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Jamey Rodemeyer (March 21, 1997 – September 18, 2011) was an American gay teenager, known for his activism against homophobia and his videos on YouTube to help victims of homophobic bullying. His suicide was attributed to constant bullying, and led to the proposal of new cyberbullying legislation.

Jamey Rodemeyer lived with his parents, Tim and Tracy Rodemeyer, and his older sister Alyssa in their home near Buffalo, New York. He had attended Heim Middle School in the past and was a freshman at Williamsville North High School at the time of his death.

He was open about his sexuality, and faced severe bullying as a result of it. Rodemeyer's inspiration to help others came from Lady Gaga, whom he admired most. He often referred to her in his videos, and quoted her lyrics to provide guidance to others

Death Edit

Rodemeyer was found dead by his sister in the backyard on the morning of September 18, 2011, in an apparent suicide by hanging. Before his death, he posted a final update on Twitter directed to Lady Gaga. The tweet read, "@ladygaga bye mother monster, thank you for all you have done, paws up forever"

Aftermath Edit

The Amherst, New York police department launched a criminal investigation after Jamey Rodemeyer's death, assisted by Erie County district attorney Frank Sedita. The investigation lasted nine weeks, and included analysis of Jamey's home computer and mobile phone records. Although possible evidence of criminal harassment was found, these incidents either had insufficient evidence to prosecute or were expired beyond the statute of limitations. The investigation concluded with no charges filed.[12]

News of Jamey's death resulted in outrage by supporters worldwide. Following his death, Tim and Tracy Rodemeyer were interviewed by news media about their son and his struggles against bullying. Both parents took the opportunity to promote peace and equality in the hope of preventing occurrences similar to this.[7]

In an interview with Ann Curry on The Today Show Jamey's parents said that they, their daughter and son were still being bullied, even after his suicide.[13] When his sister attended a school homecoming dance, Jamey's friends began chanting his name in support when a Lady Gaga song began playing. As a result, the very same bullies at the dance began chanting that they were glad he was dead.[13]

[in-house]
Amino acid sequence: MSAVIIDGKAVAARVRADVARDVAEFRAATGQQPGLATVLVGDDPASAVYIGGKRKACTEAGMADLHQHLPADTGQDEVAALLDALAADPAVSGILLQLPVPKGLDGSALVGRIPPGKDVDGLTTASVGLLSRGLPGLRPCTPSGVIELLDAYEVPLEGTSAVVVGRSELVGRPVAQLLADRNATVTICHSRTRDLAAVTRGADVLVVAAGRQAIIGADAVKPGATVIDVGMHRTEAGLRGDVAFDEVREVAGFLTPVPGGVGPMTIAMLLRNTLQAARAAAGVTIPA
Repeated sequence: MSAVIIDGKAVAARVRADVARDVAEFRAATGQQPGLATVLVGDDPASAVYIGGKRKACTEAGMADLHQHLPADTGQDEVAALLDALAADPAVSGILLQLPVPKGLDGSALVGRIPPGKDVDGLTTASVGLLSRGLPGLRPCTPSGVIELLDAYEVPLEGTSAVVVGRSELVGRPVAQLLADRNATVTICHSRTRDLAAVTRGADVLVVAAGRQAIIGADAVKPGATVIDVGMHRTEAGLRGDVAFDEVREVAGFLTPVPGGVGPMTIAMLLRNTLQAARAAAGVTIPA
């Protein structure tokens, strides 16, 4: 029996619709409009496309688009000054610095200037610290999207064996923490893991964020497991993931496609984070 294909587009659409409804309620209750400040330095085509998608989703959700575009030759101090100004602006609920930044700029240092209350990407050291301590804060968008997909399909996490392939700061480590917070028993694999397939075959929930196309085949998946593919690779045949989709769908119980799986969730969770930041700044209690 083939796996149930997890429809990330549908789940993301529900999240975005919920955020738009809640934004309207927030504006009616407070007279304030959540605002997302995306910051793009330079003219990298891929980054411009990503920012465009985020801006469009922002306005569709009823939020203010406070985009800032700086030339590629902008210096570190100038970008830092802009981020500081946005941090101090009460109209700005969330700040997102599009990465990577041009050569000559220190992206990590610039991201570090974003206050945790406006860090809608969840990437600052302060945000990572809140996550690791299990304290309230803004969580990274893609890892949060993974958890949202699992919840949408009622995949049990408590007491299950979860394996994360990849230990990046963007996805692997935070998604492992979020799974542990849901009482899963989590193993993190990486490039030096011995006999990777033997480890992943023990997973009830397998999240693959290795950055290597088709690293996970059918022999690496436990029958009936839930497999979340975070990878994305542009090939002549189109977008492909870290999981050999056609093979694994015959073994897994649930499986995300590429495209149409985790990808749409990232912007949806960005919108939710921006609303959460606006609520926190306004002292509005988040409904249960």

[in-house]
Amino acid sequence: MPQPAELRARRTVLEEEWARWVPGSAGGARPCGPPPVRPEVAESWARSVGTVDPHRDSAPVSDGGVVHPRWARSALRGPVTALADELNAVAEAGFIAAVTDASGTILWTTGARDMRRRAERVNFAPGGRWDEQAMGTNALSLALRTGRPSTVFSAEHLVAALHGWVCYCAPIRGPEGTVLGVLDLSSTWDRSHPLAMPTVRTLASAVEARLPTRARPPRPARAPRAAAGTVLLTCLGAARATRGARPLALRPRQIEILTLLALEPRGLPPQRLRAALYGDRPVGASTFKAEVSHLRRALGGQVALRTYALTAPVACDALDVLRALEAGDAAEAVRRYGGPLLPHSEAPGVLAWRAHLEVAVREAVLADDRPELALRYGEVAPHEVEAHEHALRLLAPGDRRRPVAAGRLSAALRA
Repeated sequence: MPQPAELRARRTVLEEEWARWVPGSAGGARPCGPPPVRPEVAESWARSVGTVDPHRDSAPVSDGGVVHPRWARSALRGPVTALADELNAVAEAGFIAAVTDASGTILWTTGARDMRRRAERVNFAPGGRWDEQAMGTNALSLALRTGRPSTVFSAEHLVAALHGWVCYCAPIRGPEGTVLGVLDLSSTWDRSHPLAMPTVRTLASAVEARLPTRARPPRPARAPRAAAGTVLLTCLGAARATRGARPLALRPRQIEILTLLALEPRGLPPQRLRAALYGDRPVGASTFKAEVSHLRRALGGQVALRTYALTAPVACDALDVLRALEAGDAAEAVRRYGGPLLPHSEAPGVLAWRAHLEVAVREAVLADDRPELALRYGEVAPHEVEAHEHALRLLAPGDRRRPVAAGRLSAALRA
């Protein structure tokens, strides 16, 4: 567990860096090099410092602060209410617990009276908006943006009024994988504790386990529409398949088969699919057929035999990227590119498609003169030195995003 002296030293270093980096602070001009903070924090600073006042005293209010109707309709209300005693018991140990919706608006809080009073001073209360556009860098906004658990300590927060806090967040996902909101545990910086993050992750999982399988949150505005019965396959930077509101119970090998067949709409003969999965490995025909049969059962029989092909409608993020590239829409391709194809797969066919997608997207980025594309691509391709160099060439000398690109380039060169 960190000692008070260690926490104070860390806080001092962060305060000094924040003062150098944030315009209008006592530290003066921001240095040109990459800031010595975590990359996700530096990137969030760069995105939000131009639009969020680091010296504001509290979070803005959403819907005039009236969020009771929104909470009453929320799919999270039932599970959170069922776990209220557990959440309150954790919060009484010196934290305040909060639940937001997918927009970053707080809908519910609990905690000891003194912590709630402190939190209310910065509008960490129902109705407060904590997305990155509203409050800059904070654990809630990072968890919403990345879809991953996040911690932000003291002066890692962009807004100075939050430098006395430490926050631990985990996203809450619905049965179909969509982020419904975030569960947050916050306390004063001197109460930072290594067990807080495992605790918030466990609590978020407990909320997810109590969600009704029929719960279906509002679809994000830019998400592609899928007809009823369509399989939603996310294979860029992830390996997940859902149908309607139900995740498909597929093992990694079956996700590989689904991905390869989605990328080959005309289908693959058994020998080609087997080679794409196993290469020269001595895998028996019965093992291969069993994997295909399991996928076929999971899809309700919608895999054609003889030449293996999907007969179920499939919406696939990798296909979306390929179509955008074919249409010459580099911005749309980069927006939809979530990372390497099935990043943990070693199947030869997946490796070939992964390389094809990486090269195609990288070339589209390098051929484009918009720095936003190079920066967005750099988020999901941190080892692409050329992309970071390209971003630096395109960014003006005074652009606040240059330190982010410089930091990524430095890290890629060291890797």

Upon learning of his death, Lady Gaga stated that she was extremely upset, spending her days "reflecting, crying and yelling." She went on to dedicate her song "Hair" to Jamey during a performance at the iHeartRadio music festival at the MGM Grand Hotel in Las Vegas, saying, "I wrote this record about how your identity is really all you've got when you're in school...so tonight, Jamey, I know you're up there looking at us and you're not a victim. You're a lesson to all of us. I know it's a bit of a downer, but sometimes the right thing is more important than the music." Lady Gaga later met with President Barack Obama to discuss what his administration would do to prevent bullying in schools.[11]

Also in response to his death, reigning Miss New York Kaitlin Monte founded an online petition to bring the issue of cyberbullying (known as "Jamey's Law") to New York legislators.[14] Shortly after, State Senator Jeffrey Kleinproposed new cyberbullying legislation. The two joined to launch the New York Cyberbully Census.[15]

In October 2011, actor Zachary Quinto noted Rodemeyer's death as the genesis of his decision to come out publicly as gay, saying on his website "...but in light of Jamey's death – it became clear to me in an instant that living a gay life without publicly acknowledging it – is simply not enough to make any significant contribution to the immense work that lies ahead on the road to complete equality".[16][17][18] In response to Quinto's coming out (and in reaction to gay suicides caused by bullying), Dan Kloeffler of ABC News Now also came out.[19]

That same month another teenager, Jamie Hubley, was reported to have committed suicide for the same reason. While he never explicitly talked about Rodemeyer, comparisons have been drawn.[20][21]

The Fox TV show Glee referred to Jamey, when Finn (Cory Monteith) talked to Santana (Naya Rivera) about gay suicide in the episode "I Kissed a Girl"; it was further alluded to him in the episode "On My Way" when David Karofsky (Max Adler), a gay student tries to kill himself by hanging as a result of the (cyber)bullying that had befallen him because of his sexuality, although he is saved by his father just in time.

On 25 February, 2012, Michael Knote who was watching a news story about Jamey and started a memorial page for his life founded a Facebook page and non-profit organization "Have A Gay Day" that refers to the double meaning of the word "gay" - "homosexual" and "cheerful". In 2012, the American metalcore band, The Bella Donna, produced a song based on the death of Jamey called "Don't Jump." The song has clips of one of Jamey's friends speaking on his behalf. The video has been posted at YouTube.